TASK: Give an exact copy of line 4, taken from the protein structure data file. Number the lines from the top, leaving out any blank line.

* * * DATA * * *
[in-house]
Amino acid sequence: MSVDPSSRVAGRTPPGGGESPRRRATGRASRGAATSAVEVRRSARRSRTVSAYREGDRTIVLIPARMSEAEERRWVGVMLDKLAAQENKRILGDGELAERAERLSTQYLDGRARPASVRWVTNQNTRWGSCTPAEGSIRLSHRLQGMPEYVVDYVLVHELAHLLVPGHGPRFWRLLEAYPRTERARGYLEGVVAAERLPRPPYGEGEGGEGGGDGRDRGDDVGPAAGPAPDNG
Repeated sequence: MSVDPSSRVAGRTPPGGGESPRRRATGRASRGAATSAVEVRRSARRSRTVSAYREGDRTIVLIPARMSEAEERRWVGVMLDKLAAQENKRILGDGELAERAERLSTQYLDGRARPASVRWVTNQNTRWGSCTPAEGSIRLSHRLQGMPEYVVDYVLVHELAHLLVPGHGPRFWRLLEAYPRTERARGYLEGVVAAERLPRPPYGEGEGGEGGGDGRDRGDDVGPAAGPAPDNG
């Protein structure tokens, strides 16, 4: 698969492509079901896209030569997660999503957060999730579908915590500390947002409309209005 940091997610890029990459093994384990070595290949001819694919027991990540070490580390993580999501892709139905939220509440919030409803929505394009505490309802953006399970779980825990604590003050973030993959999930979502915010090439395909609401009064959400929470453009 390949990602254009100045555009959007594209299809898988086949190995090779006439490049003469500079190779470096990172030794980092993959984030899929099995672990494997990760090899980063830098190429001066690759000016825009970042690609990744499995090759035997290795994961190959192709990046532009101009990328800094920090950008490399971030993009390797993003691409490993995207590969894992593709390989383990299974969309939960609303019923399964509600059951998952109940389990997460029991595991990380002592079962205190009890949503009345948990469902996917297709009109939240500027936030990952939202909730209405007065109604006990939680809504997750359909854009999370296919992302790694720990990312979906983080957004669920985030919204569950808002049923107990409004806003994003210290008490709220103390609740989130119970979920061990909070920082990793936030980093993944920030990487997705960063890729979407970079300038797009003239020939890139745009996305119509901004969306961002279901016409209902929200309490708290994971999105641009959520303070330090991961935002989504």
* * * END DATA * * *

């Protein structure tokens, strides 16, 4: 698969492509079901896209030569997660999503957060999730579908915590500390947002409309209005 940091997610890029990459093994384990070595290949001819694919027991990540070490580390993580999501892709139905939220509440919030409803929505394009505490309802953006399970779980825990604590003050973030993959999930979502915010090439395909609401009064959400929470453009 390949990602254009100045555009959007594209299809898988086949190995090779006439490049003469500079190779470096990172030794980092993959984030899929099995672990494997990760090899980063830098190429001066690759000016825009970042690609990744499995090759035997290795994961190959192709990046532009101009990328800094920090950008490399971030993009390797993003691409490993995207590969894992593709390989383990299974969309939960609303019923399964509600059951998952109940389990997460029991595991990380002592079962205190009890949503009345948990469902996917297709009109939240500027936030990952939202909730209405007065109604006990939680809504997750359909854009999370296919992302790694720990990312979906983080957004669920985030919204569950808002049923107990409004806003994003210290008490709220103390609740989130119970979920061990909070920082990793936030980093993944920030990487997705960063890729979407970079300038797009003239020939890139745009996305119509901004969306961002279901016409209902929200309490708290994971999105641009959520303070330090991961935002989504």